Watch these presentations (below) by Hans Rosling from TED. (Thanks to Garr Reynolds at Presentation Zen for the tip.)
Not only does Rosling present data in a completely new and refreshing way (demonstrating that yes - it can be done), but he also infuses his own personality and subtle sense of humor throughout - and closes his 2007 presentation in a truly memorable way.
These are presentations about poverty in developing countries, which could be dry and also depressing. Rosling uses his data to show the dramatic progress being made in the world in the areas of child mortality, per capita income, and life expectancy, points out that most of us have a skewed world view due to lack of access to this kind of data, and gives a strong sense of hope and possibility in his presentations.
He debunks myths of rich and poor countries, talks in plain English and entertains at the same time. Well done!
Not only is the data visually presented in an unusual way, but he also uses other successful presenting strategies to explain the data.
He uses analogies, as when he describes how his neighbor knows 200 types of wine, but Rosling only knows two: red and white. However, the neighbor only knows two kinds of countries: industrialized and developing, while Rosling knows 200 kinds of countries because of access to detailed data! Which he then goes on to demonstrate.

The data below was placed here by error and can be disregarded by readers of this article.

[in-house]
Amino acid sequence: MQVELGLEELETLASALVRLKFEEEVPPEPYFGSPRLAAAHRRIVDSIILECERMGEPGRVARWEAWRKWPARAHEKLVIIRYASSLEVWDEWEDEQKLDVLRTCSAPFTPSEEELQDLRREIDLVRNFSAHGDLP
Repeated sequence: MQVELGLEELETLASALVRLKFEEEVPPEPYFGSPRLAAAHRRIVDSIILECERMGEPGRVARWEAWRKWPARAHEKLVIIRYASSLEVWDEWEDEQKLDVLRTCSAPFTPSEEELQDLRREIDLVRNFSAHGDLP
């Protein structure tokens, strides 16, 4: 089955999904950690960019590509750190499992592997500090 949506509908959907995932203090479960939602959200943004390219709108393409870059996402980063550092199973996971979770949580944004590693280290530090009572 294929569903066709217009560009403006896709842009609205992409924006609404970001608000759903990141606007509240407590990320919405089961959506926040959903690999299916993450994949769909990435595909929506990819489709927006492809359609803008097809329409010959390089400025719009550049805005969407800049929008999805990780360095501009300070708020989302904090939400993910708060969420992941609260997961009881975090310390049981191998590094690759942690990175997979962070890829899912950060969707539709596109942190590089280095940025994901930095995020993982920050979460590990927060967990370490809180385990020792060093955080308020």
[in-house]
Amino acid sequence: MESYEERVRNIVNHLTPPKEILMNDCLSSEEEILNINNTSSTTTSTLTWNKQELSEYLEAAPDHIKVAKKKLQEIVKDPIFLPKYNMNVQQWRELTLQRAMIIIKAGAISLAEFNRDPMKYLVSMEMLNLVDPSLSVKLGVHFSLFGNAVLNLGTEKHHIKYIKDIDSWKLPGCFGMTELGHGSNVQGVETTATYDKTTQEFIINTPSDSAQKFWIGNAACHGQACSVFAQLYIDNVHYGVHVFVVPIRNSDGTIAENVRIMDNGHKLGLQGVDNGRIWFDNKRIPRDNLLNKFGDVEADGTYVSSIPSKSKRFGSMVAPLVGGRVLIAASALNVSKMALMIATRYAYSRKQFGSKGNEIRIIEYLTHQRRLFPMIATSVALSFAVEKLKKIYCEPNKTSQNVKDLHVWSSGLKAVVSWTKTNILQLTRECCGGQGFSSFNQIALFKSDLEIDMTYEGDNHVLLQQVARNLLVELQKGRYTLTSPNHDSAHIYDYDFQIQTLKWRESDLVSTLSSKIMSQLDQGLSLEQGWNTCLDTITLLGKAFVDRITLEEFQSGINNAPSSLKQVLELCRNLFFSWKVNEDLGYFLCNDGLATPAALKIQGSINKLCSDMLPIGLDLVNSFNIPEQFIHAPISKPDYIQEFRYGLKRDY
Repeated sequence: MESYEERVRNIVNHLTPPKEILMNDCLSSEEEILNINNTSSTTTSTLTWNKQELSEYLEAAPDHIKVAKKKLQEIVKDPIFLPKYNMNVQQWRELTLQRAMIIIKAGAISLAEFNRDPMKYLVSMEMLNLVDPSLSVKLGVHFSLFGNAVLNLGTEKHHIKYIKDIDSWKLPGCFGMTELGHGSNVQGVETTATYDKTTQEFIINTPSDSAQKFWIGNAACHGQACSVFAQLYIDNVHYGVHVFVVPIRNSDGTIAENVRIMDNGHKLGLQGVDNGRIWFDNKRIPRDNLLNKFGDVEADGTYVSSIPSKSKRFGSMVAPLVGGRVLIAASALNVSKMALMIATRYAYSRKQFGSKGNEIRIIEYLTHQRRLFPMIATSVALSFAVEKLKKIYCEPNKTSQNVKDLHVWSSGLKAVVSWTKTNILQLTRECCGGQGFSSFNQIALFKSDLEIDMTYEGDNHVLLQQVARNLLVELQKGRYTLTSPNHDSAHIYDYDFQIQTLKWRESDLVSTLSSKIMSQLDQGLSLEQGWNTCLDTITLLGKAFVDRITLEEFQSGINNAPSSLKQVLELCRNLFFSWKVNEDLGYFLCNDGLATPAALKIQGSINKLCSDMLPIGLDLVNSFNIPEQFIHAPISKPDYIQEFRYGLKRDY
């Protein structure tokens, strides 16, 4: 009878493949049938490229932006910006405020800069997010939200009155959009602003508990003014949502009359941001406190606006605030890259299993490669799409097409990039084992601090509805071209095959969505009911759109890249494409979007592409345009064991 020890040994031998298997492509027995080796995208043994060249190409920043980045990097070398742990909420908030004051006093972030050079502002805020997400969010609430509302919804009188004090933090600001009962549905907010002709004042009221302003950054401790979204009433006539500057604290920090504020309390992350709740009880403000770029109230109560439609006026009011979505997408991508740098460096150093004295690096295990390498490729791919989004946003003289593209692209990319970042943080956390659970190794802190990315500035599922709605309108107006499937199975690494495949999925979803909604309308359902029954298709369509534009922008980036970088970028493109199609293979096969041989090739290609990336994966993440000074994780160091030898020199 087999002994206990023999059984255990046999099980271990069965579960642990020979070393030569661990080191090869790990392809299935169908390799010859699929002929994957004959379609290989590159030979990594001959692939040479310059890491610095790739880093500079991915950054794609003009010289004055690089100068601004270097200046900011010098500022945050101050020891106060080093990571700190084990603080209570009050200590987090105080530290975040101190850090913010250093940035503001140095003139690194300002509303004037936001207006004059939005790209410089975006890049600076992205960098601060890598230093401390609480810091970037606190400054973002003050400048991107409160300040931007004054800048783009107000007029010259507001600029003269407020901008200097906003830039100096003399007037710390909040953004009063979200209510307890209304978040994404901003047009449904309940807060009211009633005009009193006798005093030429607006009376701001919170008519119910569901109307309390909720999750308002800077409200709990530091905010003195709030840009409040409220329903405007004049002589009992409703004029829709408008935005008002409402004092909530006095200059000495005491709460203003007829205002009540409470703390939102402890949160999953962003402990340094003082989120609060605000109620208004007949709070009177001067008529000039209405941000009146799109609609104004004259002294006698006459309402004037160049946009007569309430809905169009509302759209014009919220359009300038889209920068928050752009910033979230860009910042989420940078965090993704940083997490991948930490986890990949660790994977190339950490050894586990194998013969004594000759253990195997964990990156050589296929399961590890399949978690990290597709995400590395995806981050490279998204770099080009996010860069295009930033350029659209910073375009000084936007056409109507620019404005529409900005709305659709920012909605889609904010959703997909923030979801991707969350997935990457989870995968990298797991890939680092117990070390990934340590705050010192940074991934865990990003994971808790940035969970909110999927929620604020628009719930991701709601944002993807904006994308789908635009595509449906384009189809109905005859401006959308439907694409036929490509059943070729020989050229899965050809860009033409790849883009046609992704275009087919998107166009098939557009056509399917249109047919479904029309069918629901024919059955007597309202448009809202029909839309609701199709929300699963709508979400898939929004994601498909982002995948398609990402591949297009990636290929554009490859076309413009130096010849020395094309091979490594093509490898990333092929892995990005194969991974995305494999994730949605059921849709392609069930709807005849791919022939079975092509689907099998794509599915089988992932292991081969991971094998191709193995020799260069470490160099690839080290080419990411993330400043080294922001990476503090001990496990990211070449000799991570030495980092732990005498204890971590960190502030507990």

He uses data points not just of countries, but also inserts his great great grandmother, his grandmother, his mother, himself, his daughter and his granddaughter as data points to show social and economic change in the world during the lifetimes of real people. He says, "That's when I believe statistics - when it's grandma-verified statistics."
As the animated data moves across the screen, he calls the action like a sports announcer; at one point, he stages a "race" between the US, Japan and Sweden data points, referring to them as the "yellow Ford," "red Toyota," and "brownish Volvo."
The 2007 presentation is a must-watch video - the finale will blow your mind.
This one is his presentation from 2006, when he first introduced this technology for manipulating and animating data, and he shows even more versatility of the software than in the 2007 video (watch when the bubbles split into individual countries from about 9:50 to 11:44 into the video - this part of the presentation is particularly fascinating).